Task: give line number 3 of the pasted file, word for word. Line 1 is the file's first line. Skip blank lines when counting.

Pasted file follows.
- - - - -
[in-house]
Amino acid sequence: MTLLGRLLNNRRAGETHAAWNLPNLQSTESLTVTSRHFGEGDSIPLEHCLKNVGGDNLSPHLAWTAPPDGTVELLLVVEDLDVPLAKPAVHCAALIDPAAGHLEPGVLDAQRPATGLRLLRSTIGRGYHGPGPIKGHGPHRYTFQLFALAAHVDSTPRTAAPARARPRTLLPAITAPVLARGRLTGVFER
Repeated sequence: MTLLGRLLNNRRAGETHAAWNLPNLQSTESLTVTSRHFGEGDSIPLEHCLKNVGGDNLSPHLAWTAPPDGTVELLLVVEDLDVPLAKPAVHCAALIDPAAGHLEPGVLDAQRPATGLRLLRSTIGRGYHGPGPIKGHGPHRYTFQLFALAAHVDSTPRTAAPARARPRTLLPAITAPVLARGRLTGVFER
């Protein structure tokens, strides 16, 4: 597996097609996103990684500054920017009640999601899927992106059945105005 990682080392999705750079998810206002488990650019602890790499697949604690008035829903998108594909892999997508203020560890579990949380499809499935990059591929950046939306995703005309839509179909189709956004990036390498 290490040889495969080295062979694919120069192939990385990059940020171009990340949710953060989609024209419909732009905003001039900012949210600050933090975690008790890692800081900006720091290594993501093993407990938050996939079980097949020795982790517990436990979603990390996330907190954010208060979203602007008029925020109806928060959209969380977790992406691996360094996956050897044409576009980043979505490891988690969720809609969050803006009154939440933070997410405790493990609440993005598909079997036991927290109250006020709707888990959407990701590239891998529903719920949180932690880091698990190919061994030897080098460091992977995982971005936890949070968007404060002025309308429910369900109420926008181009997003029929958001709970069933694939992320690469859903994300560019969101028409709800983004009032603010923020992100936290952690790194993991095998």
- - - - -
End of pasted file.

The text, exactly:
Repeated sequence: MTLLGRLLNNRRAGETHAAWNLPNLQSTESLTVTSRHFGEGDSIPLEHCLKNVGGDNLSPHLAWTAPPDGTVELLLVVEDLDVPLAKPAVHCAALIDPAAGHLEPGVLDAQRPATGLRLLRSTIGRGYHGPGPIKGHGPHRYTFQLFALAAHVDSTPRTAAPARARPRTLLPAITAPVLARGRLTGVFER